Wendelin Wiedeking was always a genius when it comes to financial management. He claimed that he earned his first million euros by investing in real estate businesses. He always had his eyes on the financial and economic situation around the world and he noticed that in the late 1990s the economies of Brazil, Russia, India, China (BRIC) were emerging and it was evident that these countries would soon become economic superpowers of their own. He also had his eyes on the middle eastern key markets such as Saudi Arabia, and Qatar.
Wendelin Wiedeking being an excellent strategist observed this market growth and decided to make more efforts to capture the markets of these countries as well.
One thing he also notices was the poor road conditions in BRIC may result in significantly low demand for sports cars such as Porsche Boxter and Porsche 911. He also realized that they needed something with better ground clearance as well as all-wheel-drive to cope with the roads in those countries.
In the mid-1990s Wendelin Wiedeking advised Horst Marchart to determine products suitable for Porsche’s market growth. Horst Marchart assigned engineer Klaus Gerhard Wolpert to examine further on this subject.
Horst Marchart and Klaus Gerhard Wolpert examined several niche market segments such as small sports cars, small classic British roadster style convertibles, Sports sedans, and high-performance sport utility vehicles.
Mazda MX5 was leading the market in small convertible sales followed by Fiat Barchetta. The small sports car market was dominated by Japanese sports cars like the Toyota MR2. However, the high-performance SUV market barely had anyone, but it was known that Mercedes Benz was planning on entering the high-performance SUV market soon with the completion of their Alabama factory.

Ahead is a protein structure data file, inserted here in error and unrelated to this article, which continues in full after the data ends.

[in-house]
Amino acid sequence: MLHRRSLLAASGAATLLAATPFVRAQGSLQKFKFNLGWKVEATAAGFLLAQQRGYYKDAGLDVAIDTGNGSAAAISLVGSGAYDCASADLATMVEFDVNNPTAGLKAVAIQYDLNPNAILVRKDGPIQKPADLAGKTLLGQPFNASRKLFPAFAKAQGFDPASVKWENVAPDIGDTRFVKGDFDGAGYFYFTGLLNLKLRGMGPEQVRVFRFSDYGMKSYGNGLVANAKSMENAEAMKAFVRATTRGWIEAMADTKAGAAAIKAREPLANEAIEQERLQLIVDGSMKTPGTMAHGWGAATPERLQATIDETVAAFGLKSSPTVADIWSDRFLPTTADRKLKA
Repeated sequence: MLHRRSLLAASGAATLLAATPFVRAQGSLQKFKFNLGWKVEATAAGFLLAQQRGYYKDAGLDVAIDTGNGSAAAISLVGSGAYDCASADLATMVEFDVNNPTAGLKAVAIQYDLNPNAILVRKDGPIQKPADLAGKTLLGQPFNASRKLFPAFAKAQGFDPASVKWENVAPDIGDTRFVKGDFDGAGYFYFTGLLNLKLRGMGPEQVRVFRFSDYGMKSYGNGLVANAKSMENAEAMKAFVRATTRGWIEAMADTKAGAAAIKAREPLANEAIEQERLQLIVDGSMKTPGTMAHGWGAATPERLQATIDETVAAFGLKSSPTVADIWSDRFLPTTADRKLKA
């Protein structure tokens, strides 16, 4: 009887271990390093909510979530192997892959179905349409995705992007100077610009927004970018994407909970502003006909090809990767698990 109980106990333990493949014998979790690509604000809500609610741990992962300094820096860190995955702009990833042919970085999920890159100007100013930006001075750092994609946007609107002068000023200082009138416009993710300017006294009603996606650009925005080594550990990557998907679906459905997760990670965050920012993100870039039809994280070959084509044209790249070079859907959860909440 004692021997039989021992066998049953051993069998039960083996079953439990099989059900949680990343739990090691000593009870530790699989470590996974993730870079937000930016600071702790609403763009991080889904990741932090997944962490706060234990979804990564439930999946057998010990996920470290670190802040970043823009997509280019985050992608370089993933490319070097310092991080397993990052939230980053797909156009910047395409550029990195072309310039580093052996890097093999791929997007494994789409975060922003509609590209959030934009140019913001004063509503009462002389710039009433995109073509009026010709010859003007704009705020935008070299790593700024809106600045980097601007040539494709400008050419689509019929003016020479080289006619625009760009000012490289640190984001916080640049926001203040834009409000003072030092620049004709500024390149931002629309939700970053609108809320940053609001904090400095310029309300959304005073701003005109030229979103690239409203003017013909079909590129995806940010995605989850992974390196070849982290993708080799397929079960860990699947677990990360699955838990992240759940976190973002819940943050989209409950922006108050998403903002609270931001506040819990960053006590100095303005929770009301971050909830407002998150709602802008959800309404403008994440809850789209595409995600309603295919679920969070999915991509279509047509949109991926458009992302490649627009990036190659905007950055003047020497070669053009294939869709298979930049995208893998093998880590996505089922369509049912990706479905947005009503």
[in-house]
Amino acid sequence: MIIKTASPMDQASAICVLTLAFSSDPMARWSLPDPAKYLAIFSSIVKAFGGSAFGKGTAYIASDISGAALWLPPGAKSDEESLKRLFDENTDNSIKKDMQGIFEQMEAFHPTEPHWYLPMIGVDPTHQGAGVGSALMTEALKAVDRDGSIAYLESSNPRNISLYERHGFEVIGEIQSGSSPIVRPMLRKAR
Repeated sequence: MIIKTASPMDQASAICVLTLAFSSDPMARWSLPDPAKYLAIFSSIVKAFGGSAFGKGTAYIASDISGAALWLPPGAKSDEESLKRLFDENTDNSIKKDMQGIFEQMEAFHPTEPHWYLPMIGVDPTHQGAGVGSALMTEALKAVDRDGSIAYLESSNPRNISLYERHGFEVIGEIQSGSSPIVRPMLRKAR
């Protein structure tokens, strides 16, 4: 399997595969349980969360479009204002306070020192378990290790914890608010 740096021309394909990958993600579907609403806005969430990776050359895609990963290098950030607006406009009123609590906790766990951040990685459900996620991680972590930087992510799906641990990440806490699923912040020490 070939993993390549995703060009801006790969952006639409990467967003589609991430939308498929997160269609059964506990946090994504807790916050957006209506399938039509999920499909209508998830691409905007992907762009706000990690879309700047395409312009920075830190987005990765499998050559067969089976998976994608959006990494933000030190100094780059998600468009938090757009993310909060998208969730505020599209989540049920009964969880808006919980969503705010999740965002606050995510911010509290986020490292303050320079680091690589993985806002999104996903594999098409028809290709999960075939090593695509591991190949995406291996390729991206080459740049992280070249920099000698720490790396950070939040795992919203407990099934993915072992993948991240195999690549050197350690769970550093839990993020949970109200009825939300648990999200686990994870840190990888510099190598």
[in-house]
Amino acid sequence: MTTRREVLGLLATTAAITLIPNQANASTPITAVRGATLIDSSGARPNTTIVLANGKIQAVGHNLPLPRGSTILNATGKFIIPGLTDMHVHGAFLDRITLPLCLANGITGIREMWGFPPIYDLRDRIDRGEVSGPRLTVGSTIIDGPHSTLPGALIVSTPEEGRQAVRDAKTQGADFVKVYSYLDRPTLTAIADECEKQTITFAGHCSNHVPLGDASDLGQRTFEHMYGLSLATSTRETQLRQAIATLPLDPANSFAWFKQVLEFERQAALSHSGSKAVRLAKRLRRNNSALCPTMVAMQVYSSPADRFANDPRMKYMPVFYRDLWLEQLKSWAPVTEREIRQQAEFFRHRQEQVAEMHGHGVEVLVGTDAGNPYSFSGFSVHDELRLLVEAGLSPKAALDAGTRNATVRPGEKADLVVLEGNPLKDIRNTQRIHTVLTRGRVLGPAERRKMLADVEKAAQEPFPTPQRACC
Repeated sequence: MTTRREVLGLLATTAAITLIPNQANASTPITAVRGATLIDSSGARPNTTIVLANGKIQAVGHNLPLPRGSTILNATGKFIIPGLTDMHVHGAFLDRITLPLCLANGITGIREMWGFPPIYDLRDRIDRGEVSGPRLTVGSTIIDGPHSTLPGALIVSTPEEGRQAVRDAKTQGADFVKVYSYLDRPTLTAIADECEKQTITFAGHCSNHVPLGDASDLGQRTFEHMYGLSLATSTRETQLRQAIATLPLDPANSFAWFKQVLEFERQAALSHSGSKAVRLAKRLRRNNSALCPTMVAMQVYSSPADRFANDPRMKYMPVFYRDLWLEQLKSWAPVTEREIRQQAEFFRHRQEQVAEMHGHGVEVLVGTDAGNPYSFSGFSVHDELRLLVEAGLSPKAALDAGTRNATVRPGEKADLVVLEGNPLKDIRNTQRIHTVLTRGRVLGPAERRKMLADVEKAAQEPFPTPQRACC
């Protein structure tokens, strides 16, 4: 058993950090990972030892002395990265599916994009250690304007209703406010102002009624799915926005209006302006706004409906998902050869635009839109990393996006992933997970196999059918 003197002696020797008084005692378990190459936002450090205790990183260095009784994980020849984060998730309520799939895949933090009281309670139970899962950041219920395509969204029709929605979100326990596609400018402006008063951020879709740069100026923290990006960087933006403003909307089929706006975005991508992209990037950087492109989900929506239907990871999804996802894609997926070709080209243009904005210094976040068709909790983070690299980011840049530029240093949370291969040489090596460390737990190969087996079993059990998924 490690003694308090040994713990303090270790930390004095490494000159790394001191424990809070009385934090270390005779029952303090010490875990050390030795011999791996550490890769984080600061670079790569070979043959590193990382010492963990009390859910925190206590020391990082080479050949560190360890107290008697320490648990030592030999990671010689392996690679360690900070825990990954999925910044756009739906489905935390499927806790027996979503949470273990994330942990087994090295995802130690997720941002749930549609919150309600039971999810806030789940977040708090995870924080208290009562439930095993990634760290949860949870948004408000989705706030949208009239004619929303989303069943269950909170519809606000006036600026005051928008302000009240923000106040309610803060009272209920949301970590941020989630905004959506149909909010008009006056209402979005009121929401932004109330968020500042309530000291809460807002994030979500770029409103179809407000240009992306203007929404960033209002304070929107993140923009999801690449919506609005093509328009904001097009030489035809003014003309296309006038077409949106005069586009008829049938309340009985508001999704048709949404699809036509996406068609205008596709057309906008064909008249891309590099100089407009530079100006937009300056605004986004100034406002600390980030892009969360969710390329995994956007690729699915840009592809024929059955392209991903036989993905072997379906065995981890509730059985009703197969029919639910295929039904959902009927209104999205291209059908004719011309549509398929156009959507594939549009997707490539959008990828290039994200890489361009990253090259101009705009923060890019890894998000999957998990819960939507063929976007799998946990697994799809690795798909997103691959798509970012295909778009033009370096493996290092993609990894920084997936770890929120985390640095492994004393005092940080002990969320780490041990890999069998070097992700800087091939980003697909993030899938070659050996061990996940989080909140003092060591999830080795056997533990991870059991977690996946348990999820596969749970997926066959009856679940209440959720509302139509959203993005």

Porsche proposed a collaboration to develop a new jointly developed high-performance SUV, Daimler Benz ignored them completely due to the financial status of Porsche.
Wendelin Wiedeking then approached Volkswagen with the proposal and it was more receptive to the idea and joint development began. Volkswagen created Touareg and Audi Q7, and Porsche created Cayenne.
Gerhard Wolpert and Horst Marchart found out that there are Porsche owners who are in the market for a family vehicle. Most of these customers had two or three kids, what they wanted was everyday practicality with more power and enough space for their family. Also, it was clear that most of the customers were not interested in going off-road, so Porsche didn’t have to develop another Range Rover.
Development of Porsche Cayenne
The Porsche Cayenne project was a complete secret as Porsche, an established sports car manufacturer, attempting to manufacture a SUV was controversial. Wendelin Wiedeking allocated the entire project team to a secret location away from Weissach.
Porsche then acquired many SUVs available in the late 1990s such as the Range Rover, Land Rover Discovery, Land Rover Defender, Mitsubishi Pajero, Nissan Petrol, and Toyota Land Cruiser Prado. Then these vehicles were given to the design team to get familiar with these vehicles so they could understand more about each vehicle, to get ideas on how their Porsche SUV must be like or how could they improve their concepts further.
Being a bigger vehicle, this new SUV needed a more powerful engine. Porsche engineers decided on using a V8 engine, but they didn’t have a V8 in their current lineup.
By this time Mercedes Benz AMG SUVs were already on the market, but unlike them, Porsche actually researched its markets and paid extra attention to facts like the availability of fuel and the quality level of the fuel, bad road conditions, and many other geological and geo-political considerations before designing the Porsche Cayenne.